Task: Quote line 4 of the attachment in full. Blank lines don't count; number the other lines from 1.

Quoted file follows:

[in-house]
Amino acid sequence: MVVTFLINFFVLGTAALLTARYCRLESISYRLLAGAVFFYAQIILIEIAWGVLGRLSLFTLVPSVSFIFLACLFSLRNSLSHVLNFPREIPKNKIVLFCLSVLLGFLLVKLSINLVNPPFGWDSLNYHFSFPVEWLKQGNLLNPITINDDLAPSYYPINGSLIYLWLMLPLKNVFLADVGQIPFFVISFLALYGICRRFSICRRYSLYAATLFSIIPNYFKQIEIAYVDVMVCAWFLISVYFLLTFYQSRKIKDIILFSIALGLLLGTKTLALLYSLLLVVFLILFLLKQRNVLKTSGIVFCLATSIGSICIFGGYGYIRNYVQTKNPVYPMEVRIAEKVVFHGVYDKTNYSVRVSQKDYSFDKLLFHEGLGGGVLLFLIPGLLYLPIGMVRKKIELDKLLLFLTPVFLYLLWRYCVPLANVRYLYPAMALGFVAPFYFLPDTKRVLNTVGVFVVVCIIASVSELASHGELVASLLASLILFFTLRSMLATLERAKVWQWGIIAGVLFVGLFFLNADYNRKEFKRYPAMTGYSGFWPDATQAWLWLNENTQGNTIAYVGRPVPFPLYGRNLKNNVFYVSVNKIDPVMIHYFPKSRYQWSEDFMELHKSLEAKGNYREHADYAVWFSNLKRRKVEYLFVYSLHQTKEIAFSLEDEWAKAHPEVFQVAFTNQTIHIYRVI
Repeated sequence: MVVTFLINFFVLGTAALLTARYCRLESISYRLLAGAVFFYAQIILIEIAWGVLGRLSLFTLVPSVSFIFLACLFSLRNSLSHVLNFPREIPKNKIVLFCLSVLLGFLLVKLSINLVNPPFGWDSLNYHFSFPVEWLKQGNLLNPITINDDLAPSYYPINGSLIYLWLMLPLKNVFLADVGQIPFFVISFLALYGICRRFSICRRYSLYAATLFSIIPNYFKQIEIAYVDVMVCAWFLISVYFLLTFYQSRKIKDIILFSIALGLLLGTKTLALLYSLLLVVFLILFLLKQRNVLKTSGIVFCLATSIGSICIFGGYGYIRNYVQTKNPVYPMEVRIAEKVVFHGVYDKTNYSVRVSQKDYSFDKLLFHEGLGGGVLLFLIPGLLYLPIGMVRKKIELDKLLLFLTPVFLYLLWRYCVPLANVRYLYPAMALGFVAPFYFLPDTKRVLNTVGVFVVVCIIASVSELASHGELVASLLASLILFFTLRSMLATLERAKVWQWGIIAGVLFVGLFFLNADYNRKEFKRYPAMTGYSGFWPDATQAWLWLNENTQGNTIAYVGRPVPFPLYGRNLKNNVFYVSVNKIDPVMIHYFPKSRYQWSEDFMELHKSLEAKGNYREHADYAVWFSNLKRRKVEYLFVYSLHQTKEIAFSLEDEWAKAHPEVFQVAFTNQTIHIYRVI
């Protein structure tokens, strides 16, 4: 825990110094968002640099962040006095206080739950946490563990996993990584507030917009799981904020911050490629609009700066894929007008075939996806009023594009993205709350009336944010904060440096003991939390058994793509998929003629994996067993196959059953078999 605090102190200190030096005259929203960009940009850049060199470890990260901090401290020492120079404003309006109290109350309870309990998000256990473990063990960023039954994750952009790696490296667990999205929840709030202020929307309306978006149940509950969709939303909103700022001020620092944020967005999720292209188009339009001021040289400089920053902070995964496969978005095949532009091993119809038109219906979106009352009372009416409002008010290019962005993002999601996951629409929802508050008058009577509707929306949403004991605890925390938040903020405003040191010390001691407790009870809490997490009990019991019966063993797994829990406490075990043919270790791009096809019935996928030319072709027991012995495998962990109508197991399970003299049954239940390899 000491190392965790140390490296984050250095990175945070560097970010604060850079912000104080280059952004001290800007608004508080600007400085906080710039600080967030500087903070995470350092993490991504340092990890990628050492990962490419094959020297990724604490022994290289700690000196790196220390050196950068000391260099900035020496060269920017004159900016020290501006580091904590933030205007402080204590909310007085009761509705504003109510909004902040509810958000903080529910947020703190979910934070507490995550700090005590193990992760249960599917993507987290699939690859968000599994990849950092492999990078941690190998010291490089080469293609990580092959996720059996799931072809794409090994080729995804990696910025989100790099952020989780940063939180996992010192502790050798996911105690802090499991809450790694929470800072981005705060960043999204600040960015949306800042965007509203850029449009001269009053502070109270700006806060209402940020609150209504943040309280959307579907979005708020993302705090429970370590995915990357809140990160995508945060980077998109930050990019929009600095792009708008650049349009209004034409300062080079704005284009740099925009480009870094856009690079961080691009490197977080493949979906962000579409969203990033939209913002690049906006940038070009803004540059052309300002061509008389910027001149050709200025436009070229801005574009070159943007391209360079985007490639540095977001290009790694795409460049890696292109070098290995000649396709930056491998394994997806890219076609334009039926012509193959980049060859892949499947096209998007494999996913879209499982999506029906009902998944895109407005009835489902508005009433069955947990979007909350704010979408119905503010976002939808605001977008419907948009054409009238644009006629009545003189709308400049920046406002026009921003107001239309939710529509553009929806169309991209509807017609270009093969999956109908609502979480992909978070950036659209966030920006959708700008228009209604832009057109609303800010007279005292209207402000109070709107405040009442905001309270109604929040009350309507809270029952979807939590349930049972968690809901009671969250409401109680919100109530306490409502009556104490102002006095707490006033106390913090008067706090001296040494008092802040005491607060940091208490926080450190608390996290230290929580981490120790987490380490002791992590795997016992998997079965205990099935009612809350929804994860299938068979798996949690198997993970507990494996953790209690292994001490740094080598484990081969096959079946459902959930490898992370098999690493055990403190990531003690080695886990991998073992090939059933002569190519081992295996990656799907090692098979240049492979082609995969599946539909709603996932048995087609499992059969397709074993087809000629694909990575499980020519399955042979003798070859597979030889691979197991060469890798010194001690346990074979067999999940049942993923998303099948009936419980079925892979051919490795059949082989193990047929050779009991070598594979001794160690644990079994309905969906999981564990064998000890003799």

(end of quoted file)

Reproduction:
């Protein structure tokens, strides 16, 4: 825990110094968002640099962040006095206080739950946490563990996993990584507030917009799981904020911050490629609009700066894929007008075939996806009023594009993205709350009336944010904060440096003991939390058994793509998929003629994996067993196959059953078999 605090102190200190030096005259929203960009940009850049060199470890990260901090401290020492120079404003309006109290109350309870309990998000256990473990063990960023039954994750952009790696490296667990999205929840709030202020929307309306978006149940509950969709939303909103700022001020620092944020967005999720292209188009339009001021040289400089920053902070995964496969978005095949532009091993119809038109219906979106009352009372009416409002008010290019962005993002999601996951629409929802508050008058009577509707929306949403004991605890925390938040903020405003040191010390001691407790009870809490997490009990019991019966063993797994829990406490075990043919270790791009096809019935996928030319072709027991012995495998962990109508197991399970003299049954239940390899 000491190392965790140390490296984050250095990175945070560097970010604060850079912000104080280059952004001290800007608004508080600007400085906080710039600080967030500087903070995470350092993490991504340092990890990628050492990962490419094959020297990724604490022994290289700690000196790196220390050196950068000391260099900035020496060269920017004159900016020290501006580091904590933030205007402080204590909310007085009761509705504003109510909004902040509810958000903080529910947020703190979910934070507490995550700090005590193990992760249960599917993507987290699939690859968000599994990849950092492999990078941690190998010291490089080469293609990580092959996720059996799931072809794409090994080729995804990696910025989100790099952020989780940063939180996992010192502790050798996911105690802090499991809450790694929470800072981005705060960043999204600040960015949306800042965007509203850029449009001269009053502070109270700006806060209402940020609150209504943040309280959307579907979005708020993302705090429970370590995915990357809140990160995508945060980077998109930050990019929009600095792009708008650049349009209004034409300062080079704005284009740099925009480009870094856009690079961080691009490197977080493949979906962000579409969203990033939209913002690049906006940038070009803004540059052309300002061509008389910027001149050709200025436009070229801005574009070159943007391209360079985007490639540095977001290009790694795409460049890696292109070098290995000649396709930056491998394994997806890219076609334009039926012509193959980049060859892949499947096209998007494999996913879209499982999506029906009902998944895109407005009835489902508005009433069955947990979007909350704010979408119905503010976002939808605001977008419907948009054409009238644009006629009545003189709308400049920046406002026009921003107001239309939710529509553009929806169309991209509807017609270009093969999956109908609502979480992909978070950036659209966030920006959708700008228009209604832009057109609303800010007279005292209207402000109070709107405040009442905001309270109604929040009350309507809270029952979807939590349930049972968690809901009671969250409401109680919100109530306490409502009556104490102002006095707490006033106390913090008067706090001296040494008092802040005491607060940091208490926080450190608390996290230290929580981490120790987490380490002791992590795997016992998997079965205990099935009612809350929804994860299938068979798996949690198997993970507990494996953790209690292994001490740094080598484990081969096959079946459902959930490898992370098999690493055990403190990531003690080695886990991998073992090939059933002569190519081992295996990656799907090692098979240049492979082609995969599946539909709603996932048995087609499992059969397709074993087809000629694909990575499980020519399955042979003798070859597979030889691979197991060469890798010194001690346990074979067999999940049942993923998303099948009936419980079925892979051919490795059949082989193990047929050779009991070598594979001794160690644990079994309905969906999981564990064998000890003799």